Dean Taba can play bass. But he doesn’t have to show it off all the time. Listen to his 2003 CD — a kind of homage to the people and places that have touched his heart — For Friends. All 10 tracks in this intimate, mood musical CD is devoted to jazz as more than just an art form, but jazz as love notes.
The L.A./Hawaii artist put his CD together with the help of some mighty able-bodied, famous musician friends: Steve Huffsteter (trumpet, flugelhorn), Nick Manson (piano), Kendall Kay (drums), and Andy Suzuki (tenor, soprano, alto sax).
Most of the songs run about six to seven minutes long, although some run a bit longer in the mind of the average non-jazz listener. “It Hurts When I Do This (dedicated to mentor and former Johnny Carson “Tonight Show” bassist Joel Di Bartolo),” clocking in at six minutes, 59 seconds, seems to go on forever with mostly the horn section trying to navigate its way around some intricate chord progressions. Melodically, it can be a bit repetitious.
“Mr. D.T.,” however, is another long one, but well worth a listen from front to back, because it’s full of lots of musical solo and joint effort possibilities. This is one standout song that any jazz quartet worth its salt could jam the life out of at any late-night club gig. Saxophonist Andy Suzuki plays the hell out of his frontburner parts.
Another lengthy standout is “Folk Song #2,” Taba’s fourth track, devoted to his parents Clarence and Nancy. He felt the beginning went into an Asian folk song realm, but for me, it’s entirely a holiday album in one, seven minute, 48-second, reflective jazz carole. As is his ninth track, “For Friends” (10:03), which has a Seawindy, hip, finger-snapping 1940s San Francisco nightclub feel.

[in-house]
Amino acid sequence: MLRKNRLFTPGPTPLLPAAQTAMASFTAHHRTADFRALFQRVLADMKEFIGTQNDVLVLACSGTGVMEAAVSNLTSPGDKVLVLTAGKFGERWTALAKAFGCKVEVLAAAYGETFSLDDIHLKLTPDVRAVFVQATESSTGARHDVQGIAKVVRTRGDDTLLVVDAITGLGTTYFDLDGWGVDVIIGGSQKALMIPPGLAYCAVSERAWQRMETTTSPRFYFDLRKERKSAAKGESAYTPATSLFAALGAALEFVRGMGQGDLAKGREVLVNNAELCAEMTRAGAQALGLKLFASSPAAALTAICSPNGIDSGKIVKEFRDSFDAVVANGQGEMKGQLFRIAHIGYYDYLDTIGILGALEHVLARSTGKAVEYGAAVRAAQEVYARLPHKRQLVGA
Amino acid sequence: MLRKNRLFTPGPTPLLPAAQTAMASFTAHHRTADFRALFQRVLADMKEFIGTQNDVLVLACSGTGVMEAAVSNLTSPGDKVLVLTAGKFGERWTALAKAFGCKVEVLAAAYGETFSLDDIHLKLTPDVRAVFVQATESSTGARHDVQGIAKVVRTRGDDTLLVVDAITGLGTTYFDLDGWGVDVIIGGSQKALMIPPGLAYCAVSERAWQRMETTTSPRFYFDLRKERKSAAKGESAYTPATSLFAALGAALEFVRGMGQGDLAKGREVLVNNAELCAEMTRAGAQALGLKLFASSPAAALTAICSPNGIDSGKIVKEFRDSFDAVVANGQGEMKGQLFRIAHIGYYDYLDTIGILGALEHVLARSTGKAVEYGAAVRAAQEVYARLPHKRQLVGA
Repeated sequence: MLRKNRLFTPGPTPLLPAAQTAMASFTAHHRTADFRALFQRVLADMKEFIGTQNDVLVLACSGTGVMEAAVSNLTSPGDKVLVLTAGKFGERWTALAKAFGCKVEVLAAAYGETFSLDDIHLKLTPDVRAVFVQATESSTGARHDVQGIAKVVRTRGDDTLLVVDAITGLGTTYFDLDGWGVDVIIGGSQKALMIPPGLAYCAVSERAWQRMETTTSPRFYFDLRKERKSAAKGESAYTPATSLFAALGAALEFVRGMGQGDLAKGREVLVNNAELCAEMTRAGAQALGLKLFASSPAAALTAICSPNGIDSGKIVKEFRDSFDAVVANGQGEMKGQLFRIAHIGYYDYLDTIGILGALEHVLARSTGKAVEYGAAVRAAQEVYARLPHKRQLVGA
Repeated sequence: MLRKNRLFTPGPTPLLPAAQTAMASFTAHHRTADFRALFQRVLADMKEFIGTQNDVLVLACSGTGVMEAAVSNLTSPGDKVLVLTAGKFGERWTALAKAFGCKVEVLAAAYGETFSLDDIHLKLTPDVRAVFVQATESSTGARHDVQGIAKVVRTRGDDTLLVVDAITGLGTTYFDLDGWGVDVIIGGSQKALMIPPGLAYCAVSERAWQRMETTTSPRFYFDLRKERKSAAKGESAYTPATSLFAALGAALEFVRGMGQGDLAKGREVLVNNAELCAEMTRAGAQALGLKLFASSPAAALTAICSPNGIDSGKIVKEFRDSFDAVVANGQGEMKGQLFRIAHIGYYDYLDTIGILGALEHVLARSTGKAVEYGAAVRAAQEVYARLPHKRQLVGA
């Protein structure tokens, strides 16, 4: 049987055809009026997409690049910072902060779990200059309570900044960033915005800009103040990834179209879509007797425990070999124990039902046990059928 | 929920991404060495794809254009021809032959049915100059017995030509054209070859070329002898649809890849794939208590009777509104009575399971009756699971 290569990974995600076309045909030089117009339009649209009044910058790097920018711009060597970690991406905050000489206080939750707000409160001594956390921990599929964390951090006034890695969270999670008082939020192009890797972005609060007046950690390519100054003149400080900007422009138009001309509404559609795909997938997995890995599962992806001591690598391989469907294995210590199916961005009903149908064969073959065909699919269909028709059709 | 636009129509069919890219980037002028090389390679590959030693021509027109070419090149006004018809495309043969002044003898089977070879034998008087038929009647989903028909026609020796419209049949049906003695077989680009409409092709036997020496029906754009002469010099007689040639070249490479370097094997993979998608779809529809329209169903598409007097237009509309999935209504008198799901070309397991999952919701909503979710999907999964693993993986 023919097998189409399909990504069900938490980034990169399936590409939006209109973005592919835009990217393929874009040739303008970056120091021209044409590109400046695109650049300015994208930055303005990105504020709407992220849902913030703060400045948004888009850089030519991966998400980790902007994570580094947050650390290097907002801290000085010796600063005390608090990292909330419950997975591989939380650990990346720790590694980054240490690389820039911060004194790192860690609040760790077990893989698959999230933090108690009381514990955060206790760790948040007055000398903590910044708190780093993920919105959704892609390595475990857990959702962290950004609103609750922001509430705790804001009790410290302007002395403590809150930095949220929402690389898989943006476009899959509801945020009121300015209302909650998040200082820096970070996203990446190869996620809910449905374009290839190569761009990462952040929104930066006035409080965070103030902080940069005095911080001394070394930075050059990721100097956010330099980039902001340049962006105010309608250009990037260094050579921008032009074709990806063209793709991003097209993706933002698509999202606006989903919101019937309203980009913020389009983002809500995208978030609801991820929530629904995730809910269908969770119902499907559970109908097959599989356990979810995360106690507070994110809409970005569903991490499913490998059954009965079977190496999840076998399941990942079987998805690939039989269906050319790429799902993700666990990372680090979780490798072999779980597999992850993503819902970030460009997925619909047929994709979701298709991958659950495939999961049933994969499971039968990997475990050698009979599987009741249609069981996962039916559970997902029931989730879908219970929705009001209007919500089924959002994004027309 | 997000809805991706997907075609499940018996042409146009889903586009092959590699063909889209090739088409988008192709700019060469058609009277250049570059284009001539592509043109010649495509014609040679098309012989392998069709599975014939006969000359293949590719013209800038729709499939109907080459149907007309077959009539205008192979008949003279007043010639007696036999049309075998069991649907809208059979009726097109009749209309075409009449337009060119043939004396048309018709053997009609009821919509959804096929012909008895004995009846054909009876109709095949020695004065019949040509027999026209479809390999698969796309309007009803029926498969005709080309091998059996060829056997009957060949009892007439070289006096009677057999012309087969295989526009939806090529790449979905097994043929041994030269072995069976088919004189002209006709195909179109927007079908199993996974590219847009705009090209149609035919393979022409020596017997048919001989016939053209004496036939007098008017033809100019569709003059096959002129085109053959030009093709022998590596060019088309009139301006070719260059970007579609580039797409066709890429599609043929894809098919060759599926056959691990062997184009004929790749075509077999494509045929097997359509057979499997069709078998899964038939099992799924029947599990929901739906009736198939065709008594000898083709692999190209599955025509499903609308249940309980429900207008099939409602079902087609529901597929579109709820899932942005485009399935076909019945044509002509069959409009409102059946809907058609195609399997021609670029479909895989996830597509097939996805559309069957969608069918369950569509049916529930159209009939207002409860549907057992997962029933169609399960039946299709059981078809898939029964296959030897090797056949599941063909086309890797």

Other noteworthy, appealing and very different-sounding songs include: an ode to the lush piano, “Camarillo’s Daughter,” which can also be found in another incarnation in Taba’s 2007 “More Is More” CD; an ode to Hawaii’s Broadway sax star Allen Won, “Air,” with lots of West Side Story panache; a lightning fast-paced, toe-tapping ode to Hawaii’s answer to Buddy Rich, award-winning drummer Noel Okimoto with an “Up Side” down tribute; and Taba’s bass-rich heaviosity, “Here For You.”
For Friends is a major reason why other musicians have fallen in love with Dean Taba’s all-inclusive, diverse music and musicality. Fall in love with it yourself. Go pick up a copy.
Review originally appeared in Examiner Dec. 22, 2010.